International Rivers Action Day celebrated every year on March 14 is a day dedicated to solidarity – when diverse communities around the world come together with one voice to say that rivers matter. That communities having access to clean and flowing water matters. That everyone should have a say in decisions that affect their water and their lives.
India is a riverine country. It has 14 major rivers, 44 medium rivers and 55 minor rivers besides numerous lakes, ponds and wells which are used as primary source of drinking water even without treatment. Most of the rivers being fed by monsoon rains, which is limited to only three months of the year. They run dry throughout the rest of the year. But they often end up carrying wastewater discharges from industries or cities/towns endangering the quality of our scarce water resources.
India ranks 120th among 122 countries on the Water Quality Index published by the United Nations Environment Programme Global Environment Monitoring System (GEMS)/Water Programme.
When we talk of river pollution in India, the first name that comes to mind is the Ganges. However, it is River Yamuna, a tributary of the River Ganga, which is the most polluted river of India - getting polluted especially around New Delhi with garbage and industrial sewage.
As for the Ganga, it is not only a holy river to the Hindus but also one of the bedrocks of Indian civilisation, with its watershed covering 10 Indian states, namely Uttaranchal, Uttar Pradesh, Bihar, Jharkhand, West Bengal, Himachal Pradesh, Rajasthan, Haryana, Madhya Pradesh and Delhi. Stretching from the Himalayan foothills to the Bay of Bengal, it provides water to nearly half a billion people, more than any other river in the world.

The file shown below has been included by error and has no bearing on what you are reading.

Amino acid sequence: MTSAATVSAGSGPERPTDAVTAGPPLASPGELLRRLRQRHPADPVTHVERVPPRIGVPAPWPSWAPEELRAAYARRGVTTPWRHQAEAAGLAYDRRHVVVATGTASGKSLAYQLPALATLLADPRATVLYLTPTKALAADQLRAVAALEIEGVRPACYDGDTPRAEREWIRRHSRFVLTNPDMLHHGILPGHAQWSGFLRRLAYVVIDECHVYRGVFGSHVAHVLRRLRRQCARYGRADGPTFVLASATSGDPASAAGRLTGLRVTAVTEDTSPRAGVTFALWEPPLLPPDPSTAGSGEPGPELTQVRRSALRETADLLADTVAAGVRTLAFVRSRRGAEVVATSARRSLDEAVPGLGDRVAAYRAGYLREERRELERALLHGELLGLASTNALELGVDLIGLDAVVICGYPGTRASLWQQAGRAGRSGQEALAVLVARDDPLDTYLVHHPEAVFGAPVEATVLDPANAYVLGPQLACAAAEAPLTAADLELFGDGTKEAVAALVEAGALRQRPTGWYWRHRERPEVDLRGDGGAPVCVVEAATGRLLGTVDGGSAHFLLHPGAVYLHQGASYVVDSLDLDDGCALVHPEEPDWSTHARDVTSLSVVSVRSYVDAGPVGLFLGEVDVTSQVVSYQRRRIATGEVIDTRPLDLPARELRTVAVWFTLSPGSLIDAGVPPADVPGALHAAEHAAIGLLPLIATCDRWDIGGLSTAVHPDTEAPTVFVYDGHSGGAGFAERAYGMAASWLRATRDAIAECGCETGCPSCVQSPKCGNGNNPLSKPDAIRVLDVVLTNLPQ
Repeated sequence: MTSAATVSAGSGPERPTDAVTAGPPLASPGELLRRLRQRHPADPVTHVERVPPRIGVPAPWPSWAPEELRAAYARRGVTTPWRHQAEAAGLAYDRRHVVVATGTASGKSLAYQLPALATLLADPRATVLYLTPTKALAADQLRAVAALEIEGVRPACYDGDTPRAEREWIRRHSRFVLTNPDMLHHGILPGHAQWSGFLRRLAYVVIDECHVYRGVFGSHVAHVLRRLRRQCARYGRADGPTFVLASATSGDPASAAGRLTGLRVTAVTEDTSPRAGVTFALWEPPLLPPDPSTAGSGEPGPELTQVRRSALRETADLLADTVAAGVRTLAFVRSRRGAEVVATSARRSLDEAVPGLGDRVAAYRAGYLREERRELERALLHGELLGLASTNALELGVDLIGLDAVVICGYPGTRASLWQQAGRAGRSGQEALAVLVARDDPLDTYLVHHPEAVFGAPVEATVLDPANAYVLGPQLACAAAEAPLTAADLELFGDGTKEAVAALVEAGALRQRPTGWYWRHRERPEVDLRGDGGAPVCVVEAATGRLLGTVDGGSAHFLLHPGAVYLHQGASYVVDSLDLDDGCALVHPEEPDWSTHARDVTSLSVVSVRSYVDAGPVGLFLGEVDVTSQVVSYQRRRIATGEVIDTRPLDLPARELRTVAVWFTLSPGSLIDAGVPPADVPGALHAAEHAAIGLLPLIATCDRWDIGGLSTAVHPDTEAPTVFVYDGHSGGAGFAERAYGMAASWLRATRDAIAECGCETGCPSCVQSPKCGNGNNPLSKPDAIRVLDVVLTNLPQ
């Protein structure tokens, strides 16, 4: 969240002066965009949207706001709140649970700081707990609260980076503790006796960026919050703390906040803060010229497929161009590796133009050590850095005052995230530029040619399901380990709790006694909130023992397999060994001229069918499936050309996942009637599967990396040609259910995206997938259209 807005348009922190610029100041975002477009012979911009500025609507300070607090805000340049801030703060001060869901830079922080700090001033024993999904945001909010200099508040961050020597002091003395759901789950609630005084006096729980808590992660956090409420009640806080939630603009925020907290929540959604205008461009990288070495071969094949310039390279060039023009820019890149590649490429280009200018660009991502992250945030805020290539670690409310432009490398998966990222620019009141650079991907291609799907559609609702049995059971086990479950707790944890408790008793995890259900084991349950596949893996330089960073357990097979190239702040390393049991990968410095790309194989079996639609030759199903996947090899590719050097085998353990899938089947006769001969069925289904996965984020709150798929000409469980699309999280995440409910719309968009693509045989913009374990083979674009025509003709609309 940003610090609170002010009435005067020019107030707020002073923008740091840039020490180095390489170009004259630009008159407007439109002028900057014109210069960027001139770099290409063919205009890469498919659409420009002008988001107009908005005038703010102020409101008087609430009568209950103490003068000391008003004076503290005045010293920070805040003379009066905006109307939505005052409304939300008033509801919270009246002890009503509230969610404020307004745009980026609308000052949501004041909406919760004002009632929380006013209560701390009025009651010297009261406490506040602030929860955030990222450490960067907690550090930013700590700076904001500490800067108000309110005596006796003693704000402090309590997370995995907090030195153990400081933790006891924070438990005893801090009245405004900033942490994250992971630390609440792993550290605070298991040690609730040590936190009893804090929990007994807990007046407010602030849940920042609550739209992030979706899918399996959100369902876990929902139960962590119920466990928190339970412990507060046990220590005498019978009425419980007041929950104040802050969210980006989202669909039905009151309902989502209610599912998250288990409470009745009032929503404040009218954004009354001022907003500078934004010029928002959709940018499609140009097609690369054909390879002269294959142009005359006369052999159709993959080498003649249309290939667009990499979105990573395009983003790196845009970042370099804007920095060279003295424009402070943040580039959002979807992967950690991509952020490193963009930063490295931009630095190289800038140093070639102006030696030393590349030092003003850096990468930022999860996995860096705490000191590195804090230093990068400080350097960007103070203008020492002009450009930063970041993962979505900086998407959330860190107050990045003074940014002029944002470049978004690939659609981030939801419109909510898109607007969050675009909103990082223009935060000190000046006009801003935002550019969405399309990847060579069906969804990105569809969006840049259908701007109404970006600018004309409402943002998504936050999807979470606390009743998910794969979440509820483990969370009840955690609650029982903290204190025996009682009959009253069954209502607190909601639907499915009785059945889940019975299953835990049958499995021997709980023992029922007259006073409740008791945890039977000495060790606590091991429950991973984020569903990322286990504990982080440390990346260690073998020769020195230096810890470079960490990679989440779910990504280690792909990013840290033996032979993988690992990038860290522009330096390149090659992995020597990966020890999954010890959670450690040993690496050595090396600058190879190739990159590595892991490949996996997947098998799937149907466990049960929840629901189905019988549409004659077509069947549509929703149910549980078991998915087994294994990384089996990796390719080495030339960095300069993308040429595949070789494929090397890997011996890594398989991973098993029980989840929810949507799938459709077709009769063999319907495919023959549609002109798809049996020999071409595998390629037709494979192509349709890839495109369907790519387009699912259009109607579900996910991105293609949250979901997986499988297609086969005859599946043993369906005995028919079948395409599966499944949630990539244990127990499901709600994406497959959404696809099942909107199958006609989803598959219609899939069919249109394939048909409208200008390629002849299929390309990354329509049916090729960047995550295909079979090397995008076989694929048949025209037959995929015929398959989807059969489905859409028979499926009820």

Over the years, the numerous cremation rituals on its banks, unplanned urban and industrial growth, and sewage and chemical effluents had made this an international concern. Which compelled the Indian government to take up the challenging task of cleaning it up.
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The Ganga Action Plan was first initiated by the late Prime Minister Rajiv Gandhi in 1986 but it hardly met success. Later the National Mission for Clean Ganga (NMCG) was set up under the Ministry of Jal Shakti.
In June 2014, PM Modi initiated the Namami Gange Programme, an Integrated Conservation Mission, approved as ‘Flagship Programme’ by the Union Government with budget outlay of Rs.20,000 crore to accomplish the twin objectives of effective abatement of pollution, conservation and rejuvenation of River Ganga.
While in-situ methods (i.e. water sample testing) provide accurate data, they are often labour-intensive and thus not time/cost-effective. Furthermore, monitoring the entire river from a one-time/single dataset is quite difficult. Geospatial datasets/techniques are thus valuable tools in water quality studies, being widely used to measure parameters like suspended sediments, coloured dissolved organic matter, turbidity, BOD, COD, chlorophyll-a and sea surface temperature.